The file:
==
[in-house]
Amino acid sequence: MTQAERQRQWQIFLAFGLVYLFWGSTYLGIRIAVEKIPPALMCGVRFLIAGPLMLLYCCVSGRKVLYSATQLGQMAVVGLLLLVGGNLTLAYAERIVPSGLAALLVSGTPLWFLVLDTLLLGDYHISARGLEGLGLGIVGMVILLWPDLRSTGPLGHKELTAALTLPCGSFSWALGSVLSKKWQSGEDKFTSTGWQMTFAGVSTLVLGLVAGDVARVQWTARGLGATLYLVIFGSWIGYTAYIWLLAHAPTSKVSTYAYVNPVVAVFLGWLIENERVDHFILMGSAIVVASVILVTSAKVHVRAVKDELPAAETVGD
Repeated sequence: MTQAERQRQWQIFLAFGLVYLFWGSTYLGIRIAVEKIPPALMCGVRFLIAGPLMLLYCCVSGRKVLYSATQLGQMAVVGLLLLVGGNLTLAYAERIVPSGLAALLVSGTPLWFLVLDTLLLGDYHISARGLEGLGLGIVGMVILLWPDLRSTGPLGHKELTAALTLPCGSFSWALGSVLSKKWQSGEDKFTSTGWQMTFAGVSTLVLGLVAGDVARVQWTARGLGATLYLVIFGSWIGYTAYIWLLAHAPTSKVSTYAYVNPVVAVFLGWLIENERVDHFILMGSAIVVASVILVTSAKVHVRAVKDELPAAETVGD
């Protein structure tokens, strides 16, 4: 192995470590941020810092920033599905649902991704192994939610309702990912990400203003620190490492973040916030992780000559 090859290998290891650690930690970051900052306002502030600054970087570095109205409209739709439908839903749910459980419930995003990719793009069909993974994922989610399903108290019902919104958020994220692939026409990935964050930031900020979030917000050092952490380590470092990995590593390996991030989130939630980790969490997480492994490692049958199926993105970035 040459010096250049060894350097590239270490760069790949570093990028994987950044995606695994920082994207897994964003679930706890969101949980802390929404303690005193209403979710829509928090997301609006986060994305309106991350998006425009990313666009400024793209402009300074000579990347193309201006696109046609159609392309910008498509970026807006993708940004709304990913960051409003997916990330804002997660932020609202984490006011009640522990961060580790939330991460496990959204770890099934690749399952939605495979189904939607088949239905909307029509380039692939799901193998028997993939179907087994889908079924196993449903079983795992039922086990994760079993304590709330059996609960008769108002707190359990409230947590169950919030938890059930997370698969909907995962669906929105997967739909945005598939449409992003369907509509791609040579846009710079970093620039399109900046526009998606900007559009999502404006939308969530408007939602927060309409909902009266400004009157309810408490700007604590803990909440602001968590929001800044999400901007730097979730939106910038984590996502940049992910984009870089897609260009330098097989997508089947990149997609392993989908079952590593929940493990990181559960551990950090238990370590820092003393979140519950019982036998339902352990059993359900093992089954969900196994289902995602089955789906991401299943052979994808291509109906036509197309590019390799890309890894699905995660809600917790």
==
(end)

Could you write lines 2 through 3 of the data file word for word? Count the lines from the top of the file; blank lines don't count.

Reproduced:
Amino acid sequence: MTQAERQRQWQIFLAFGLVYLFWGSTYLGIRIAVEKIPPALMCGVRFLIAGPLMLLYCCVSGRKVLYSATQLGQMAVVGLLLLVGGNLTLAYAERIVPSGLAALLVSGTPLWFLVLDTLLLGDYHISARGLEGLGLGIVGMVILLWPDLRSTGPLGHKELTAALTLPCGSFSWALGSVLSKKWQSGEDKFTSTGWQMTFAGVSTLVLGLVAGDVARVQWTARGLGATLYLVIFGSWIGYTAYIWLLAHAPTSKVSTYAYVNPVVAVFLGWLIENERVDHFILMGSAIVVASVILVTSAKVHVRAVKDELPAAETVGD
Repeated sequence: MTQAERQRQWQIFLAFGLVYLFWGSTYLGIRIAVEKIPPALMCGVRFLIAGPLMLLYCCVSGRKVLYSATQLGQMAVVGLLLLVGGNLTLAYAERIVPSGLAALLVSGTPLWFLVLDTLLLGDYHISARGLEGLGLGIVGMVILLWPDLRSTGPLGHKELTAALTLPCGSFSWALGSVLSKKWQSGEDKFTSTGWQMTFAGVSTLVLGLVAGDVARVQWTARGLGATLYLVIFGSWIGYTAYIWLLAHAPTSKVSTYAYVNPVVAVFLGWLIENERVDHFILMGSAIVVASVILVTSAKVHVRAVKDELPAAETVGD